The time between an arrest and the time someone appears for trial can be lengthy. Once someone has been arrested and jailed, they may be awarded bail, which can be paid directly by the defendant, or through a bail bondsman. And, while during the time period between court appearances the defendant should go about his regular life by working and spending time with his family, he will also be preparing for trial with the aid of his attorney.
During this release time, the defendant is subject to some form of pretrial service program which may include reporting into an officer of the court, or pretrial services personnel, and wearing an ankle monitor. Some forms of supervision may come in addition to bail, or instead of bail.
Who Manages Pretrial Services Programs?
In many locations, it is the county’s jurisdiction in which the defendant was arrested who oversees the procedures of pretrial services. However, six states actually manage and pay for pretrial services at the state level including Colorado, Connecticut, Delaware, Kentucky, New Jersey, and Rhode Island.
If a trial is to be held within a federal district, the US federal court system will oversee pretrial services.
Just what are Pretrial Services?
According to the Pretrial Justice Institute (PJI), pretrial services serve three functions:
- Determining the risk of the defendant through collection and analysis of the defendant’s past history,
- Deliver recommendations for the terms of release to the judge,
- Supervision of the defendant during release prior to trial.
Depending upon the jurisdiction, pretrial services may be conducted through the probation department, the court system, or jail system. In some smaller instances, there are independent government agencies involved and non-profit private agencies.
The Importance of Pretrial Services Programs
No matter who conducts pretrial services, that agency serves an important role in the possibility of release between arrest and trial. Through reviewing the defendant’s past history, the likeliness of him being a flight risk, or perhaps being arrested again for an additional crime during release, can be determined. The standard followed in pretrial services programs around the country were formulated by the National Association of Pretrial Services Agencies and the American Bar Association.
If the defendant has no previous criminal or arrest history, more in-depth research will reveal the defendant’s family history, ties to the community, and employment record, which all add value to the risk-assessment. Defendants with local immediate family and a job are more likely to stay around and face their trials.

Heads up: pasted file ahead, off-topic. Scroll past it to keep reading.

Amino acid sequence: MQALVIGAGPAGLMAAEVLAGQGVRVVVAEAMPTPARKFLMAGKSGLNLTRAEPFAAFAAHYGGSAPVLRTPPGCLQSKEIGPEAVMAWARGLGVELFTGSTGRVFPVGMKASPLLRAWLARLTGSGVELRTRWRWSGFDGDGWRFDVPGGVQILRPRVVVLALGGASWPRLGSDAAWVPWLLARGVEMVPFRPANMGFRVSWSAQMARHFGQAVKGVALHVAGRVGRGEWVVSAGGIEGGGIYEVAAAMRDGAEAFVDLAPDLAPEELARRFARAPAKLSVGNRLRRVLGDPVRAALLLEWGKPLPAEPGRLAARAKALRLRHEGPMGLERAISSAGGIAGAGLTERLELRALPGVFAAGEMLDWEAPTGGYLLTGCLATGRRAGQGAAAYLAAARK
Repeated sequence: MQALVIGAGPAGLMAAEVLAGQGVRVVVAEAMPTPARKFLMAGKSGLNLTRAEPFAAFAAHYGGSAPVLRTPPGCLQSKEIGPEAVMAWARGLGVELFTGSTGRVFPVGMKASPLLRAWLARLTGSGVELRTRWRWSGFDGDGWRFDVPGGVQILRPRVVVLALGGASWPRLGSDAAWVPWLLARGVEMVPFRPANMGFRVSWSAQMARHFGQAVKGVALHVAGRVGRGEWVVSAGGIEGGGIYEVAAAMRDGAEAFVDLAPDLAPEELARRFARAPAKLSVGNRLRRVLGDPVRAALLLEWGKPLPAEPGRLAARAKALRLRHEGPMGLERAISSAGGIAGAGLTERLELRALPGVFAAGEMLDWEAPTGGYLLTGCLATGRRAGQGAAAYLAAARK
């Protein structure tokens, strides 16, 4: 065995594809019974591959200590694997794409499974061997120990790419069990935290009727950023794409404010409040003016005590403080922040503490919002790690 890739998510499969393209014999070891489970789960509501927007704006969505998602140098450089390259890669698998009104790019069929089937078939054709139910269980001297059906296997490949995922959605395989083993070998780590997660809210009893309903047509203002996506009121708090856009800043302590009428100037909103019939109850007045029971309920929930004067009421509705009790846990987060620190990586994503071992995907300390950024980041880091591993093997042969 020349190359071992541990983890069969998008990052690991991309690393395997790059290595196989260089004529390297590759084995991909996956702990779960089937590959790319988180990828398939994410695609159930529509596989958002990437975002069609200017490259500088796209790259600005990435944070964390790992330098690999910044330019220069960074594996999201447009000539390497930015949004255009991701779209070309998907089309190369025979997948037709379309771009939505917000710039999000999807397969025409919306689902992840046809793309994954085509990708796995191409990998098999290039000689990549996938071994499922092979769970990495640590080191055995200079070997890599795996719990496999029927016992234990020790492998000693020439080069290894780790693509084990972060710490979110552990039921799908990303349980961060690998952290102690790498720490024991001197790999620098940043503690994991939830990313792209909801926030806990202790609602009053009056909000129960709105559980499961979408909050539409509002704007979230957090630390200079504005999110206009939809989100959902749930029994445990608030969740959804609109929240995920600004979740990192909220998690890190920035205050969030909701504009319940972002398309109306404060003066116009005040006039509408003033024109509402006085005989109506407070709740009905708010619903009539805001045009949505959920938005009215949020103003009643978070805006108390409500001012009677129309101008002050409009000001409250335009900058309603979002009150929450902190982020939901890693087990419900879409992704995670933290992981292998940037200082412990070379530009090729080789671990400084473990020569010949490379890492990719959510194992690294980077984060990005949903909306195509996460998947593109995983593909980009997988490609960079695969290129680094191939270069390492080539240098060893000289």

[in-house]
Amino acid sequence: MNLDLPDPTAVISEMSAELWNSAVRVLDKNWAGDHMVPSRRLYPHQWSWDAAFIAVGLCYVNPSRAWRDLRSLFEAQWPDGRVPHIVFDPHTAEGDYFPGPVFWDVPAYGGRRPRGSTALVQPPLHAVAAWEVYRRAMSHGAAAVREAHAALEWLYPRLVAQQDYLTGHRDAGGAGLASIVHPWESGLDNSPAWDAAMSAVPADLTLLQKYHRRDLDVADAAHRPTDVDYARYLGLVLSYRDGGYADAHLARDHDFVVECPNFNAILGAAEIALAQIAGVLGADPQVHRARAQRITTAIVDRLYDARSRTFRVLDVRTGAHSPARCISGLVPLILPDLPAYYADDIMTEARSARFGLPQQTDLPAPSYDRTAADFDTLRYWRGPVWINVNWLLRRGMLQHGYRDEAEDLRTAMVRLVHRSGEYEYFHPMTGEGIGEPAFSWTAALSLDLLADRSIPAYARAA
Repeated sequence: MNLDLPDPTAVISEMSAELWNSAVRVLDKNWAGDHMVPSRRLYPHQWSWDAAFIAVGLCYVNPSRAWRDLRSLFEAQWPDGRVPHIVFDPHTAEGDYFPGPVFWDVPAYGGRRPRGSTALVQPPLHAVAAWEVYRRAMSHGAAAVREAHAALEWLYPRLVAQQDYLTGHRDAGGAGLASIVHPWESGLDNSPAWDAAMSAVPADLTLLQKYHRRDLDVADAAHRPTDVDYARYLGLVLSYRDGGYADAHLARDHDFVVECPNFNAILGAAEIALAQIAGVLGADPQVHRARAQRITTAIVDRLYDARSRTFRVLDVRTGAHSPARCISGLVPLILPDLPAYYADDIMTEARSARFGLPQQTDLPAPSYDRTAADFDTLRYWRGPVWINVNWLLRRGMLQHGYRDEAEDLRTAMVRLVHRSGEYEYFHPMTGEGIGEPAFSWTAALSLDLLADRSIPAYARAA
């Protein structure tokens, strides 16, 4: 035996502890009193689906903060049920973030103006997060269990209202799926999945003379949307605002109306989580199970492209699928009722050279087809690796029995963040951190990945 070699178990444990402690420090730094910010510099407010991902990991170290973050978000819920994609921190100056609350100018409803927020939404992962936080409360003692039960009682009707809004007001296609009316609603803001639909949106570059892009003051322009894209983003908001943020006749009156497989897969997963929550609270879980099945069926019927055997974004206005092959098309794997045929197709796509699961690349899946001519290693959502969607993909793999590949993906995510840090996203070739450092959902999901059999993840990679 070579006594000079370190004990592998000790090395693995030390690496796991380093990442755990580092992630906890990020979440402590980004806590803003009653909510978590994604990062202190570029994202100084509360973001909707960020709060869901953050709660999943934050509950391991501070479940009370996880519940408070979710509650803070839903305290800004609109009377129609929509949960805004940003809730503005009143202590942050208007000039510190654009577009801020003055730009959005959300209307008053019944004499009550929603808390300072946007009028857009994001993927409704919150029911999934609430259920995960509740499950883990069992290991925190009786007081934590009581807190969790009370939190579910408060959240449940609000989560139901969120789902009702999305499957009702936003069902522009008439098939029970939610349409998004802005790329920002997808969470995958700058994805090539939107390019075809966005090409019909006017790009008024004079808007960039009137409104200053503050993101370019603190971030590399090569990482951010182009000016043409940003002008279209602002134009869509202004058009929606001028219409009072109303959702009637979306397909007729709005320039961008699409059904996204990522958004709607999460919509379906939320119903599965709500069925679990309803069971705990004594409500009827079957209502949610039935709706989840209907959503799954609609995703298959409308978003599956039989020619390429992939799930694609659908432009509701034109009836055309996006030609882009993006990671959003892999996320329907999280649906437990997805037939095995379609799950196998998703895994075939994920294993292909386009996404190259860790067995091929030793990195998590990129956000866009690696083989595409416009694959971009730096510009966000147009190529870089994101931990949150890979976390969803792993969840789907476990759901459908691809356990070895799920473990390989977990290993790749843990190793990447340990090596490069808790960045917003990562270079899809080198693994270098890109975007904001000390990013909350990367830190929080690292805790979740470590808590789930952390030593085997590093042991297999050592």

Whether a defendant is allotted release from jail through bail or his own recognizance, the risk assessment will also aid in determining how often that defendant should report to a court officer. Most bail bondsmen will also require regular check-ins during this pretrial time, as well.
Each individual defendant can expect pretrial services to address their needs, as well as those dependent upon the depth of the alleged crime. The judge may mandate the defendant to stay away from certain people which could include other defendants or victims. He may order regular mental health or substance abuse counseling and treatment and may order the defendant to wear an electronic monitor along with dictating where that person may or may not go.
Pretrial services programs were developed as an addition or alternative to cash bail with many defendants unable to afford their bail amount. If you, or someone close to you, should find themselves under arrest and in need of a bail bond agent to help bail them out of jail, contact one of the agents in the Bail Agents Network. Or, simply contact the Network itself, and we will refer you to a qualified, licensed agent in your area. A bail bondsman affiliated with the Bail Agents Network will not only provide bail but will share his vast experience and advice for getting you or a loved one released quickly while managing most of the groundwork and paperwork.